Further features and advantages of the invention will become apparent to one skilled in the art from the following detailed description of a preferred embodiment of the invention made with reference to the accompanying drawings in which:
FIG. 1 is a schematic elevational view of a separator sheet feeder constructed in accordance with the present invention and positioned to feed a separator sheet between layers of newspaper bundles on a palletizer;
FIG. 2 is a schematic side elevational view of the upper portion of a separator sheet feeder constructed in accordance with the present invention;
FIG. 3 is a side elevational view of the lower portion of a separator sheet feeder constructed in accordance with the present invention;
FIG. 4 is a schematic plan view of the separator sheet feeder of FIG. 2 looking generally in the direction of arrows 4--4 of FIG. 2;
FIG. 5 is a plan view looking generally in the direction of arrows 5--5 in FIG. 2;
FIG. 6 is an elevation view looking generally in the direction of arrows 6--6 of FIG. 5;
FIG. 7 is a partly schematic illustration of a cam and follower mechanism for operating a portion of the separator sheet feeder illustrated in FIG. 1;
FIG. 8 is a schematic view of a reciprocating carriage forming a portion of the separator sheet feeder of FIG. 1;
FIG. 9 is a plan view looking generally in the direction of the arrows 9--9 of FIG. 8; and
FIG. 10 is an elevation view looking generally in the direction of arrows 10--10 of FIG. 8.
The present invention is a separator sheet feeder 10 (FIG. 1) which feeds separator sheets 11 from a pile 12 into position between layers of newspapers bundles 13 on a pallet 14. The separator sheet feeder 10 of the present invention is used in conjunction with a palletizer 15. The separator sheet feeder 10 feeds a separator sheet 11 on top of layer 16 of newspaper bundles 13 on a pallet 14 before the succeeding layer 17 is dropped into position by the palletizer 15.
The separator sheet feeder 10 includes an elevator mechanism 22. The elevator mechanism 22 is effective to lift a stack 12 of separator sheets 11 of the type disclosed in U.S. patent application Ser. No. 246,731, filed Mar. 23, 1981 by James Werkheiser. A stack 12 of separator sheets 11 may be up to approximately four feet tall and contain approximately one hundred fifty separator sheets.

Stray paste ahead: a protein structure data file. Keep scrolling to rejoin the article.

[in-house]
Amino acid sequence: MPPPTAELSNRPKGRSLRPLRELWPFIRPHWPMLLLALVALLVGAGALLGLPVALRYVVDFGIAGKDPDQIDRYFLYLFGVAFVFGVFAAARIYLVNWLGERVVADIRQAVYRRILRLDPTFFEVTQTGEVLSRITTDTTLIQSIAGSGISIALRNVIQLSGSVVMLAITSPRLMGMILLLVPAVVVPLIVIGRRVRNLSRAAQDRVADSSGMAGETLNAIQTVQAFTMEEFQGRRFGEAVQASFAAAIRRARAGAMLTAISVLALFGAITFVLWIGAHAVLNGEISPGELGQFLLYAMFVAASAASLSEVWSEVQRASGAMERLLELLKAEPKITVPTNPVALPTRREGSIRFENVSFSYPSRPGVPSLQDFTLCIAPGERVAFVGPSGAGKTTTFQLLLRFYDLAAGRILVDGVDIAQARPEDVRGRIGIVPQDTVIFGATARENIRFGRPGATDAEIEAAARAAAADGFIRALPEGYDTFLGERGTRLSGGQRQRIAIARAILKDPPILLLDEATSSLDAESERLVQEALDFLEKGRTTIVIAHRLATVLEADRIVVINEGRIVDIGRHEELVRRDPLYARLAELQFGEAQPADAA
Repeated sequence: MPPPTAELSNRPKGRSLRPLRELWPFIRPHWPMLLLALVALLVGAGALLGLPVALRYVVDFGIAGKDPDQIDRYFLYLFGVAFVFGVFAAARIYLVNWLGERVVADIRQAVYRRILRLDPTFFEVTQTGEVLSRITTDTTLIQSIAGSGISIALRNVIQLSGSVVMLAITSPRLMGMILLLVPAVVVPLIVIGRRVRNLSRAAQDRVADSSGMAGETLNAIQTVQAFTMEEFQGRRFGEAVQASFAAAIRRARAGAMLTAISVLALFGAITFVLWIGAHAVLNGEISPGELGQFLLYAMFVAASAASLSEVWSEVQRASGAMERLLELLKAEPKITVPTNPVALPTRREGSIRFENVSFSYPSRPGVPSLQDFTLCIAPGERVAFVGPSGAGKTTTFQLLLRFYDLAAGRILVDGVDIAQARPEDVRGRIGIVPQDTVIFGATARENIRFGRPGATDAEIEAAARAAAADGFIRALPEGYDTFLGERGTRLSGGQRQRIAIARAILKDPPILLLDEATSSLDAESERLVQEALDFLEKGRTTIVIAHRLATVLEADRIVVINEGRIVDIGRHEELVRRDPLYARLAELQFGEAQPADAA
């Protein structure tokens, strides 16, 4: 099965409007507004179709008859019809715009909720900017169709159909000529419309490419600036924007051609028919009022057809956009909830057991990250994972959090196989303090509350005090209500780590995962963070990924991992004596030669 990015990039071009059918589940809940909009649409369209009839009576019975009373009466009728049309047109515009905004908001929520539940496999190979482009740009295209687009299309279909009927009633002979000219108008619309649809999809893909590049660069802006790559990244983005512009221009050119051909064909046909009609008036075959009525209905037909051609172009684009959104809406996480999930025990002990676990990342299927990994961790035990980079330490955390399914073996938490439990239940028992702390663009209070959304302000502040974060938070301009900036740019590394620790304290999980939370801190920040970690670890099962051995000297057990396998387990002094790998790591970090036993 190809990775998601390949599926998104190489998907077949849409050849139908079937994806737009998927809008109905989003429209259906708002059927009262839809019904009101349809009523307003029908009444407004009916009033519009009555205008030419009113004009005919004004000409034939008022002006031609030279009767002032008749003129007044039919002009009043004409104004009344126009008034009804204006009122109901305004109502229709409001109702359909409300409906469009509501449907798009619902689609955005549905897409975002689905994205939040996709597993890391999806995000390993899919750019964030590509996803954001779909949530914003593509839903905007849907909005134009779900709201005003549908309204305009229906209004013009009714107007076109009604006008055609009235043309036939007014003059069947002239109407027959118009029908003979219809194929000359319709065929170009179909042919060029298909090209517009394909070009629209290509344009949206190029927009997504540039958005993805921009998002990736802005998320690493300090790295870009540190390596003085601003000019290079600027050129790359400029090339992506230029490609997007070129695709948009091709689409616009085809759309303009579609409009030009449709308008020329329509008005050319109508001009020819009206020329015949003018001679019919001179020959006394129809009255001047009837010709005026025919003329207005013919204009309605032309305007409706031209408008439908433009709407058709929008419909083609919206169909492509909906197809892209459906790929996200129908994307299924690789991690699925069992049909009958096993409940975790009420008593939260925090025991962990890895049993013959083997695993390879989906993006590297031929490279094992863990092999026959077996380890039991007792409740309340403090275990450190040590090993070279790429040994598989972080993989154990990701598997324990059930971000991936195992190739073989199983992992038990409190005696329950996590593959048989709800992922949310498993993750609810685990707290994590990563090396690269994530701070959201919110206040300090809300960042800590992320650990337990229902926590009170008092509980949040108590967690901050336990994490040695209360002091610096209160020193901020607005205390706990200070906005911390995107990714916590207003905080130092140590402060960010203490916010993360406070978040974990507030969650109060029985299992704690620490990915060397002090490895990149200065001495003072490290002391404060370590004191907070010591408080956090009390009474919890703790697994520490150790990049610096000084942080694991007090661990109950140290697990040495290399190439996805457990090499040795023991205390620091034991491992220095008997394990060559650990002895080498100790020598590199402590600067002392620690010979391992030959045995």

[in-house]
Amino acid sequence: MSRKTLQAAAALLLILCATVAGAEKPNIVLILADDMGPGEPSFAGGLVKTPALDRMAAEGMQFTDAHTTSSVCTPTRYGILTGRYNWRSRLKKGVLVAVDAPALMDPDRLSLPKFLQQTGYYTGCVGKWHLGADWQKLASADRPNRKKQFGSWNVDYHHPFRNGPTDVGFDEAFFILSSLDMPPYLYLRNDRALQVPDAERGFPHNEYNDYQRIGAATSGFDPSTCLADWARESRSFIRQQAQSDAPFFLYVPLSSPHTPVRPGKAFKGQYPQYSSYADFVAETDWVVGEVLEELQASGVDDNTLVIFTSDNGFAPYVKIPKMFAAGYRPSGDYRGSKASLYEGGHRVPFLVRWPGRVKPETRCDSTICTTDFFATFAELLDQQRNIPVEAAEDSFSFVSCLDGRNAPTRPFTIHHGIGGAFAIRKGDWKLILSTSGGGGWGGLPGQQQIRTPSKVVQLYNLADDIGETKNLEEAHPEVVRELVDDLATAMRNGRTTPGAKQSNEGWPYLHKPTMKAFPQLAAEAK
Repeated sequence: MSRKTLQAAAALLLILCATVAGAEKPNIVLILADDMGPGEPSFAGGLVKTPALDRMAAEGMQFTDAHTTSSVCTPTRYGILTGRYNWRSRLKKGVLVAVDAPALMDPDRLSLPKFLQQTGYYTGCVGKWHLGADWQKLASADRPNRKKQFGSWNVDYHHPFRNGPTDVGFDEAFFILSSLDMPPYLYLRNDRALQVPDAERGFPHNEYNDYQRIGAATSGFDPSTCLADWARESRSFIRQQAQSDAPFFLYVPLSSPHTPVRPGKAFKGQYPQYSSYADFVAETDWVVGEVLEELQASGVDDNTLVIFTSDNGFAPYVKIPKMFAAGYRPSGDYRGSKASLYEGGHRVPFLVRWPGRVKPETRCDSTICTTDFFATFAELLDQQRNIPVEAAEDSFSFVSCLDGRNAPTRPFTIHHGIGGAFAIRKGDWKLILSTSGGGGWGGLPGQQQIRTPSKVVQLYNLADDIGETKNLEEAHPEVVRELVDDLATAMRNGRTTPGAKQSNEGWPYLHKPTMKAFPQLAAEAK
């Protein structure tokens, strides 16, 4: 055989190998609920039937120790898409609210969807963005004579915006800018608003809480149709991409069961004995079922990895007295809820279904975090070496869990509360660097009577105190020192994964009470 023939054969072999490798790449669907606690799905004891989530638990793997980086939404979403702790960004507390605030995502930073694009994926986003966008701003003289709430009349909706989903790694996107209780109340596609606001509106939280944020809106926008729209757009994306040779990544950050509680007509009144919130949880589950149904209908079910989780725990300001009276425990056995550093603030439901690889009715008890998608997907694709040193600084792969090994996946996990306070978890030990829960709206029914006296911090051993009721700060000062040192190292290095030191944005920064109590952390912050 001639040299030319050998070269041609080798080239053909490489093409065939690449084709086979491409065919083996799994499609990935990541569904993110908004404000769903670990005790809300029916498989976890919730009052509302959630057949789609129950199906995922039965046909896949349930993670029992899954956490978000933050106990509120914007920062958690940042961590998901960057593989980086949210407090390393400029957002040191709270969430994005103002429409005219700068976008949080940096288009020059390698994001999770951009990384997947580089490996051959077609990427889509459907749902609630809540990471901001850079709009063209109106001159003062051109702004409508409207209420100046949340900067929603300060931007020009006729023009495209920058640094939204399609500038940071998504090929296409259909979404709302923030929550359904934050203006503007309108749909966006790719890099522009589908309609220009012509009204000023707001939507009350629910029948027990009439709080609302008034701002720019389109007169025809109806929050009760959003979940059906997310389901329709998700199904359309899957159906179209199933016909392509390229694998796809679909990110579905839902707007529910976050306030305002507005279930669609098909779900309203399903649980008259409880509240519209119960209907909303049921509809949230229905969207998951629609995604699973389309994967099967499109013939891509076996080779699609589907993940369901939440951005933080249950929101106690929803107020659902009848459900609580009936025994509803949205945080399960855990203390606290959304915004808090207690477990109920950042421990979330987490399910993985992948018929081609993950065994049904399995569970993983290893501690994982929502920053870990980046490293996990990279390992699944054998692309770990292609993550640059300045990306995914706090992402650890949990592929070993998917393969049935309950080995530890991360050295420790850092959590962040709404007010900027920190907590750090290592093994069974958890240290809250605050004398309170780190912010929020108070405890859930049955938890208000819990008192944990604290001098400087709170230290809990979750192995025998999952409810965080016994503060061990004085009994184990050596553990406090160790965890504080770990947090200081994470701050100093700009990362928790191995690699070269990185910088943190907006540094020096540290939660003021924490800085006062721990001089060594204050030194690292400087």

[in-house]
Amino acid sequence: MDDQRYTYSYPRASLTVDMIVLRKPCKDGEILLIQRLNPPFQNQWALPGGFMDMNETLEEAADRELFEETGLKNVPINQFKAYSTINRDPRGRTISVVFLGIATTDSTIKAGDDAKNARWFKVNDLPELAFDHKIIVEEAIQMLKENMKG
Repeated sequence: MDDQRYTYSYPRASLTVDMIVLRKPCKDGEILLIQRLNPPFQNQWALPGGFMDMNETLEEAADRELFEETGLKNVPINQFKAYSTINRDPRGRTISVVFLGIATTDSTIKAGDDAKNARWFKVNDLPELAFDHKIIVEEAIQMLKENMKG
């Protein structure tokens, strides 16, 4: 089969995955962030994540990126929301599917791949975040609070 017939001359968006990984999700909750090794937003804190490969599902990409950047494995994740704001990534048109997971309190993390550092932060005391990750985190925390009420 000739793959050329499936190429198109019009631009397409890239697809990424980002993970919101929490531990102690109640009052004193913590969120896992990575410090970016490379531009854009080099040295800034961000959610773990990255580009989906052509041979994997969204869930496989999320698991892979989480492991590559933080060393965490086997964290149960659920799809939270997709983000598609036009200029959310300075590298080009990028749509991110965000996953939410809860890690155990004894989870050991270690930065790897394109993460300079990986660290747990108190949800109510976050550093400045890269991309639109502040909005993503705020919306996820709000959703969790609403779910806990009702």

The separator sheets 11 are especially adapted for stabilizing layers of newspapers on pallets 14 so that a full pallet load consisting of five or more layers of newspaper bundles may be moved using conventional material handling equipment without the necessity of binding the entire load to the pallet. Furthermore, the separator sheet feeder 10 is adapted for use with the automatic palletizier disclosed in U.S. patent application Ser. No. 335,839, filed Dec. 30, 1981 by James Werkheiser and assigned to the assignee of the present invention. Although the separator sheet feeder 10 is designed for use with the newspaper palletizer and separator sheet disclosed in the above-identified applications, the invention is not so limited, and it may find usefulness in other applications.
The elevator mechanism 22 is illustrated in FIGS. 2 and 3 which together form a side elevational view of the sheet feeder 10. The elevator mechanism 22 includes four pairs of endless chains, an inner pair 24 and 26 and an outer pair 28 and 30 on one side of the separator sheet feeder 10 and a corresponding inner pair 34 and 36 and a corresponding outer pair 38 and 40 on the opposite side of the separator sheet feeder 10 (FIG. 4). The chain 24 is trained around sprockets 42, 44, 46, 48, 50, 52, 54 and 56 and forms a generally vertical run between sprockets 42 and 44. The outer chain 28 is trained around sprockets 62, 64, 66, 68, 70, 72, 74 and 76 and forms a generally vertical run between sprockets 62 and 64. The sprocket pairs 42, 62 and 44, 64 turn about common axes 77 and 78 with the sprockets 42 and 44 being larger in diameter than sprockets 62 and 64. The latter two sprockets 62 and 64 are located toward the inside of the machine from the sprockets 42 and 44. The result is that the vertical runs of chains 24 and 28 are offset from each other as best seen in FIG. 4.